For every R200 spent at DisChem, customers are being ‘rewarded’ with a small piece of plastic made in China encased in ‘thermoplastic rubber’ wrappers that are a choking hazard to children and have no discernible purpose. CAROLINE HURRY wonders why
Annoyed at having this rubbish foisted on me, I asked DisChem who the reward was aimed at, and how it benefited South African consumers. I also said I was fed-up with being spammed on my cellphone with DisChem offers of more packets of ‘Micropopz’. I mean, seriously?
I offered these toxic trinkets to my housekeeper for her grandchildren, but she rightly refused, asking: ‘What should they do with this?’ Again, I asked DisChem, which ‘responded’ to my questions saying it was a celebration of Mickey Mouse’s 90th birthday.
I could refuse the offer if I liked, and measures were in place to dispose of this plastic shite, which media & corporate whispererer Janine Lazarus quoted as being ‘Exactly how NOT to respond. When will brands ever learn the fundamentals of communication?’
DisChem also asked for my contact details saying somebody would be in touch. Well, more than two days later, I’m still waiting!
I’ve never had a straight answer from Big Retail, so I wasn’t that surprised. However, I couldn’t help wondering what this Micropopz! agenda might be all about.
I found the DisChem staff all wearing Mickey Mouse ears particularly creepy, not least because of their association with trauma-based mind control – Britney Spears in Mickey Mouse ears sprung to mind – so I searched a few more google images to see who else liked to wear them. Oh, my!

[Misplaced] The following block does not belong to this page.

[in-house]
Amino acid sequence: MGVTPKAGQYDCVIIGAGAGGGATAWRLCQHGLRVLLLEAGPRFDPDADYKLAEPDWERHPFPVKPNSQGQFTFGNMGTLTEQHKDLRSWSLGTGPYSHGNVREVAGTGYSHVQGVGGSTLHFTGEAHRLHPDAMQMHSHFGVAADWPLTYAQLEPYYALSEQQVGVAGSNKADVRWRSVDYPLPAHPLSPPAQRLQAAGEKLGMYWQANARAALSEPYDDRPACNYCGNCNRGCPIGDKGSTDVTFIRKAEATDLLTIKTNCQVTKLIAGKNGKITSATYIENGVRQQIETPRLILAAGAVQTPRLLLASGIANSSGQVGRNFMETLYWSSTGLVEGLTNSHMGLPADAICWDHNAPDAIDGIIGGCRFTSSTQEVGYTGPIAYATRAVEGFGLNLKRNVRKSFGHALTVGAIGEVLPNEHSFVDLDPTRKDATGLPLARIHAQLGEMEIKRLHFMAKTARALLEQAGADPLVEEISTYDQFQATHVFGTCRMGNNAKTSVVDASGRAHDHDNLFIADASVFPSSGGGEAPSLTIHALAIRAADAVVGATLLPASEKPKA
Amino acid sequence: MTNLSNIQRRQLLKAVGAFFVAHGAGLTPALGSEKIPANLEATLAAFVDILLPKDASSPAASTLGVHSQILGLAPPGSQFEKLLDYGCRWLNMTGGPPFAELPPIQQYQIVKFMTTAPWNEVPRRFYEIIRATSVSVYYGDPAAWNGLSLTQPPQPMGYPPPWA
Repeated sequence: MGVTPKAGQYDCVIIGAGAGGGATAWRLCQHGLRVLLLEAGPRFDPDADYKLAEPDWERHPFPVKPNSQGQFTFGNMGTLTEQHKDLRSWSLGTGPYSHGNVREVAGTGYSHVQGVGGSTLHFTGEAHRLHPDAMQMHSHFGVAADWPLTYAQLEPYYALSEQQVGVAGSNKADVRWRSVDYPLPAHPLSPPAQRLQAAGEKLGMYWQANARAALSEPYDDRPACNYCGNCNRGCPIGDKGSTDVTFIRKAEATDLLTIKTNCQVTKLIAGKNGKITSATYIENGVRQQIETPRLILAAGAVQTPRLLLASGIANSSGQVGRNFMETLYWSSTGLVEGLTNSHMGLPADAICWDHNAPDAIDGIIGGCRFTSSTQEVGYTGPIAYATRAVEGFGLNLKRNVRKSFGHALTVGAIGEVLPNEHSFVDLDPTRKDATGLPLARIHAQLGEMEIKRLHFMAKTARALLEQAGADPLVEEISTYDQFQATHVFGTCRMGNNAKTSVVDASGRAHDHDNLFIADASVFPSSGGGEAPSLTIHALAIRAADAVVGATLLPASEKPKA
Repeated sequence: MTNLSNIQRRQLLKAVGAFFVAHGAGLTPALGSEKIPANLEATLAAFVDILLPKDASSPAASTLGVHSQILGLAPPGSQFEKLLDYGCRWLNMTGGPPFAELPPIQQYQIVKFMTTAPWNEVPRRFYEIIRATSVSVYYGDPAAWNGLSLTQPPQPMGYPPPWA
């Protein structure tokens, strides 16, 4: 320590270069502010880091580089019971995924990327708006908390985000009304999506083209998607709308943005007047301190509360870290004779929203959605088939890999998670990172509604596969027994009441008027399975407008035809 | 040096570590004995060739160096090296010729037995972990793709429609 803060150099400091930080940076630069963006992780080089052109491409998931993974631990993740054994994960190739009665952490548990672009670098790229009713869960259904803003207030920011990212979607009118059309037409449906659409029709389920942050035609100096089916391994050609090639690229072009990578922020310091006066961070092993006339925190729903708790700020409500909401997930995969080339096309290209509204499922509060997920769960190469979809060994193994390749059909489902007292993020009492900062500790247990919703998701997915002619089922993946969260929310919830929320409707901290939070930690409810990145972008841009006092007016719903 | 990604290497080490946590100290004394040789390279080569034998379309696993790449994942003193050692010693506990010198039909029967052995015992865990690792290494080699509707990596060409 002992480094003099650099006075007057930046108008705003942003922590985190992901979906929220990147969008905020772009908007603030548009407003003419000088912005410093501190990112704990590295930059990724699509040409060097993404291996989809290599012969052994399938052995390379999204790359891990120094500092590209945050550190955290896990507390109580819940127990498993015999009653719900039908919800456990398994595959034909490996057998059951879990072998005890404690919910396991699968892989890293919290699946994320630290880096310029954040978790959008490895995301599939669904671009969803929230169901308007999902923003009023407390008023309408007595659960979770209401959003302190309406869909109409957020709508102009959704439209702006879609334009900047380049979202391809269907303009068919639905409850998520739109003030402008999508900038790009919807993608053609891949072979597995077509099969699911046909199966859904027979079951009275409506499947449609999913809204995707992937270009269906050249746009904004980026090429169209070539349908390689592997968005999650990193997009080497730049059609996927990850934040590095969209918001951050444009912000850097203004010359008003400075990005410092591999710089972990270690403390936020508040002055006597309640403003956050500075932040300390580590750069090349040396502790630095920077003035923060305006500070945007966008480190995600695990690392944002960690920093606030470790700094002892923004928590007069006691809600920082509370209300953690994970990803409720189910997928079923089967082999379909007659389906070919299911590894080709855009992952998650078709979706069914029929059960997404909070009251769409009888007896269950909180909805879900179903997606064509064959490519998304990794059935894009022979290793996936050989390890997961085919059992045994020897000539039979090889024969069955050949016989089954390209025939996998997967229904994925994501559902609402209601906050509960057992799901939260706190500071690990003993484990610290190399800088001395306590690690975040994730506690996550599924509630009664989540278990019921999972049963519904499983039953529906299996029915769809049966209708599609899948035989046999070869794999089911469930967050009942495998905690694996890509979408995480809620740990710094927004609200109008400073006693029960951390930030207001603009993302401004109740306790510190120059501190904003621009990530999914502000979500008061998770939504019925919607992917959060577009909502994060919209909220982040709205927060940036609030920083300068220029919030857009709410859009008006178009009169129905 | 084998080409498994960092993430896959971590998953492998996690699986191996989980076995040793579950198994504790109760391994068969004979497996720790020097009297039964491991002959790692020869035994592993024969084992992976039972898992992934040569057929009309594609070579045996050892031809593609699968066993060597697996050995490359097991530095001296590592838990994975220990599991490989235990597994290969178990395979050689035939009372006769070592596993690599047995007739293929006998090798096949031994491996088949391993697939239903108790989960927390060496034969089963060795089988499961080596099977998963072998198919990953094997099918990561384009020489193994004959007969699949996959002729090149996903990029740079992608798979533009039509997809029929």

Marilyn Manson, a self-proclaimed Satanist, did entire shows wearing Micky Mouse ears, and is photographed promoting Mickey Mouse all over the place.
Ditto Madonna and her friend Jesus Luz.
Now I could care less about their religious beliefs and headgear, nor do I care why they and others like to be photographed in Mickey Mouse ears, but I do question these people’s suitability as role models for children.
Then there are a surprising number of Nazi-themed Micky Mouse cartoon characters, many depicting Hitler, others selling pornography, and even blatant sexually-charged images. Again, why is this plastic rubbish being foisted on DisChem customers, and particularly children?
Walt Disney himself was an odd bird, who combined sexism, racism, and antisemitism in one neat package.
Vulture.com cites the famous Three Little Pigs scene, in which the wolf was portrayed as a Jewish peddler and his warm welcome of Nazi director Leni Riefenstahl to his studios.
There’s Disney’s liberal use of racial stereotypes in movies from the 40s: Dumbo’s black crows; Fantasia’s black servant centaurette; and the deeply-offensive Song of the South. Disney referred to the Snow White dwarves as a “nigger pile” and used terms like “pickaninny.”
Walt Disney did not hire women because he did not believe they were capable of creativity and the company’s unwillingness to hire minorities at Disneyland is well documented. Again, I have to ask why DisChem thinks Disney is a good role model.
There are even deeper and darker Disney allegations that people can go and research for themselves if they feel so inclined. For my part, DisChem’s ghastly plastic insult to consumers has only strengthened my resolve to give them a wide berth and buy what I need from ethical independent producers.